dgnient, self-control, creati\e 
jwession, and social adjustment. 

The "Art Center" is equipped 

th an easel, various sizes of 

wsprint paper, paints, clay, col- 

ied paper, paste, and other es- 

ntial materials. Most of the 

ork evolves from and is integrat- 

W'ith all other classroom activi- 

s. Creative expression is empha- 

ed. Materials are easily accessi- 

:; at all times. Free use of this 

liter is encouraged. The "Work- 

)p" is a part of the art center. 

is the place Avhere the construc- 

n and the building activities 

Giving the use of wood are 

iducted. These also coordinate 

I h all the other classroom activ- 

i!S and units of work. 

The daily program starts with a 
12 activity period at which time 

h child works or plays at some 
livity of his own choice. Also 
ithis time individuals and small 
:<nmittces assume their responsi- 
ilies for locating and preparing 

Iterials for special reports and 

iWties. Children are encourag- 

to use this time to investigate 
find the answers to their 

istions. Although the teacher 
as supervisor and counselor, 

stresses pupil self-reliance and 

nd HEAR— December 



-$ 



self-responsibility. If the child has 
something to present to the re- 
porting class, he talks it over with 
the teacher. This assures readiness 
both of the teacher and pupil. 
Worth-while selection and proper 
preparedness are emphasized as 
an important part of the child's 
training. 

When school is resumed at nine 
o'clock, the children take their 
places ready for the "Reporting" 
class. Each child is given an op- 
portunity to present his contribu- 
tion to the group. The teacher en- 
deavors to emphasize something 
of edticative significance from 
each report such as good social 
attitudes and ideals, health, safe- 
ty, good diction, clear enuncia- 
tion, correct pronunciation, good 
listening habits, free oral expres- 
sion, extension of meaning and 
speaking vocabulary, word recog 
nition, number concepts, reading 
and WTiting numbers, composi- 
tion of story charts and news re- 
ports, and the increase of scientific 
knowledge and general informa- 
tion. The children are always 
eager and enthusiastically respon-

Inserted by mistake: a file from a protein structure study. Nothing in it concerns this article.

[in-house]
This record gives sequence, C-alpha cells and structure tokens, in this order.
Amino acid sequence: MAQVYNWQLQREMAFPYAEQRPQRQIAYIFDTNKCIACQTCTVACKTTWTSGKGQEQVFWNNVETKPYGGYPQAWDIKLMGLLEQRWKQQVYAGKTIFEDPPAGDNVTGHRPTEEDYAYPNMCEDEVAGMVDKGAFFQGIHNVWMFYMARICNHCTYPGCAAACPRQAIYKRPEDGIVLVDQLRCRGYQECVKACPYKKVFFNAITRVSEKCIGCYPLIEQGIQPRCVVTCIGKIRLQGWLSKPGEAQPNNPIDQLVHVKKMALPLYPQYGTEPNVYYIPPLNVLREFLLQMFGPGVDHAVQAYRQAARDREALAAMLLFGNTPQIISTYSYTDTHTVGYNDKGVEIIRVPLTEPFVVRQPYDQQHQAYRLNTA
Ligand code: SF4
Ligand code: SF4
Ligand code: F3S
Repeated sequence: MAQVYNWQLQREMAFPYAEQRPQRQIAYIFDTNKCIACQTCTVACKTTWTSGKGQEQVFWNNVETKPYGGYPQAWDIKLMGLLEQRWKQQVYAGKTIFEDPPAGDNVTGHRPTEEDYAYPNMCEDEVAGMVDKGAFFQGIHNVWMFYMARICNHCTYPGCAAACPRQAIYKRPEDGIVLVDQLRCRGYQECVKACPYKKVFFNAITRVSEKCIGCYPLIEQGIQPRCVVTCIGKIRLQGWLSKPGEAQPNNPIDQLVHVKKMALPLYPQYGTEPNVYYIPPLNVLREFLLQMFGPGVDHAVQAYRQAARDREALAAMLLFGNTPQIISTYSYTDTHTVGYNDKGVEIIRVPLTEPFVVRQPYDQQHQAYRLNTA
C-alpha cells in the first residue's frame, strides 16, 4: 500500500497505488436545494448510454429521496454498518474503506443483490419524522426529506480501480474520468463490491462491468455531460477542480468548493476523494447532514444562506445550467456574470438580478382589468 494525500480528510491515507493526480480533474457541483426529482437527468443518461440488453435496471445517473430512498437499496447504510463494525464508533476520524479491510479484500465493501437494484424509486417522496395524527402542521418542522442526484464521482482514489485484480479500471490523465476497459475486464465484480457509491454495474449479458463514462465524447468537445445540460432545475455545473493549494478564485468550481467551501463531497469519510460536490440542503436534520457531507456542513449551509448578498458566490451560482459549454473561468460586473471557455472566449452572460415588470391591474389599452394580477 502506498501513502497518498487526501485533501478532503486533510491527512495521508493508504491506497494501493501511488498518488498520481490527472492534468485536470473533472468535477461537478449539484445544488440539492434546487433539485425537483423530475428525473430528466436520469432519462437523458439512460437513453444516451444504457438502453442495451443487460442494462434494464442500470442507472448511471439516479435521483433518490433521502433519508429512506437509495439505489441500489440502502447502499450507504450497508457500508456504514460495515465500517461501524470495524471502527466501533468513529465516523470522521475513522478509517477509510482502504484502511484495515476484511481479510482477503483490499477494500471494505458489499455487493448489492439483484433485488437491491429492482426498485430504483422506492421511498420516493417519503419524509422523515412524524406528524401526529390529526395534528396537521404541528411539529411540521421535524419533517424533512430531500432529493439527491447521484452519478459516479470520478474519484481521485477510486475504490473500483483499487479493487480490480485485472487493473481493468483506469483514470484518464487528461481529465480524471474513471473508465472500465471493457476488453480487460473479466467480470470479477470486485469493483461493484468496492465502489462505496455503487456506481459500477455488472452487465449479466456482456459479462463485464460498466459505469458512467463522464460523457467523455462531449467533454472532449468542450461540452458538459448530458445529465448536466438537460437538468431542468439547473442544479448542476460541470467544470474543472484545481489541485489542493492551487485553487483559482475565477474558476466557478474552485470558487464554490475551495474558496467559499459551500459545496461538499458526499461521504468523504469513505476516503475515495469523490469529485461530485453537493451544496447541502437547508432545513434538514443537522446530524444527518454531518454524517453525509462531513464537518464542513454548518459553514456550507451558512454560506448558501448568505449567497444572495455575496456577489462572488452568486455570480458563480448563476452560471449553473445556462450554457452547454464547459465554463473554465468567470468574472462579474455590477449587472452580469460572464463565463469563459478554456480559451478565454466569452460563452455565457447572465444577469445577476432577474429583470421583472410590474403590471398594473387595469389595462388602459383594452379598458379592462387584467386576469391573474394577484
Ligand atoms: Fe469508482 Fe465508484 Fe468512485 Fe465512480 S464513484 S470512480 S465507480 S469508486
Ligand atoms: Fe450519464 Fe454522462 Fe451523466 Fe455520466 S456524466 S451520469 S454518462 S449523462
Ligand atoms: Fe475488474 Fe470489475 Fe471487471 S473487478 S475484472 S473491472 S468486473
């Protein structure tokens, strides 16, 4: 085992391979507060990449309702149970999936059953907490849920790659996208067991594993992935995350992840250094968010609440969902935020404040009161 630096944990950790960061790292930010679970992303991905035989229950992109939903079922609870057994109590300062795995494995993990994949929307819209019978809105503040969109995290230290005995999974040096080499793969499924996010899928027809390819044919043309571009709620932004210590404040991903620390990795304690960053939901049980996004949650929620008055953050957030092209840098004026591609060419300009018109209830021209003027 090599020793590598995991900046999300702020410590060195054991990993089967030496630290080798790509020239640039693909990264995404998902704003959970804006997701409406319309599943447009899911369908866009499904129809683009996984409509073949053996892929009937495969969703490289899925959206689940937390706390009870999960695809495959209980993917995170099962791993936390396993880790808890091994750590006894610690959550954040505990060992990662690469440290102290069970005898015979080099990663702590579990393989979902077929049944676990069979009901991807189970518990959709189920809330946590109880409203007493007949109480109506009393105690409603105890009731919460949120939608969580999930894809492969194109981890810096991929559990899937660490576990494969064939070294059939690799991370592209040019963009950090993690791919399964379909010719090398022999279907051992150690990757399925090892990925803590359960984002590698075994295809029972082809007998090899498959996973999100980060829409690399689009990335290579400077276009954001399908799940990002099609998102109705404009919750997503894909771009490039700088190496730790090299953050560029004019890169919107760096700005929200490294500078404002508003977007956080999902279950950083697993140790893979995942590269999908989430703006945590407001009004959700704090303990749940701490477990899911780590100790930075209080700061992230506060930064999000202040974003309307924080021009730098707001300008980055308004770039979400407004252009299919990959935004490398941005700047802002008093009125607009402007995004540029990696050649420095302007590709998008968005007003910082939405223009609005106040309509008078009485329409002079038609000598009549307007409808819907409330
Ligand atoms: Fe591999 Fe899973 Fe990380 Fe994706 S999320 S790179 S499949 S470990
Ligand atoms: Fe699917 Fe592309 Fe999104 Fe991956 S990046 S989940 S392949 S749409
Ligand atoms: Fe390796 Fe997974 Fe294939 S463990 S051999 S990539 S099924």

sive concerning the reports, be- 
cause of the fact that they are 
presenting something of their own 
choice and special interest. 

Real specimens, concrete ob- 
jects, and firsthand experiences 
are used extensively throughout 
the whole program. They are the 
most reliable mediums for devel- 
oping correct concepts and clear 
imderstandings, as well as estab- 
lishing readiness and promoting 

Page 41 



satisfactory progress in all phases 
of the curricuhim. 

The following activities present 
a few typical examples illustrat- 
ing the use of visual aids. These 
arc experiences which ha\e taken 
jjlace during the first six weeks of 
this school year. 

On the first day of school the 
children were taken to the street 



corner to learn to observe f! 
street lights and to cross the su 
safely. Throughout the year, 
take walks to re-eniphasize the < 
servance of safety on the street. 

On the first day of school j 
made a tour of our school bu i 
ing to become acquainted ^ ' 
our en\ironmcnt. We discoxi 
many safety devices such as ( 



How to get to 
school safely? 
That's the ques- 
tion. We went out 
and looked, and 
after we looked, 
we understood 
when it was safe 
to cross the street. 




^ ^ 



// 



o 



I 



B 



Klinguishcrs. fuc-alarni box, and 
re escapes. \Vc emphasi/cd the 
npoitaiue of "Safety First" in 
ie school building. This initiated 
special unit of study concerning 
iifety at school, at home and on 
le street. VVe displayed posters 
id charts showing ways of play- 
ig safe. 

One afternoon a rainbow ap- 

•ared in the sky. The next morn- 

g a child wanted to give a 

rt about it. The teacher sug- 

ted that he make up a riddle 

>out the rainbow to present to 

e class. This was printed on a 

; art: 



/ smu something pretty. 

It was red. 

It u'as blue. 

ft wasyelloiu. - ■ 

It was orange. 

It was violet. 

It xuas green. 

What did I see? 

The question arose, "What 
makes the rainbow?" The chil- 
dren looked through science 
books to find the answer. The 
teacher read the information to 
the class. Later when the children 
were taken for a walk to look for 
rainbow colors, they found them 
in flo^v'er beds, trees, grass, and 
sky. Four weeks later they went 
back to the same places and ob- 
served the changes. This brought 



Here's where the weather man gets his "news." We've often 

wondered about what was inside those funny boxes. We went 

to see— and now we know! 




Page:43 




Here's our Science Exhibit Table and Museum Case. We c 
it t)ur "W'oiKlerful r.xliibit." \Vc found many of ihc thir 
that you sec— i)ird nesls, caterpillars, flowers, and leaves.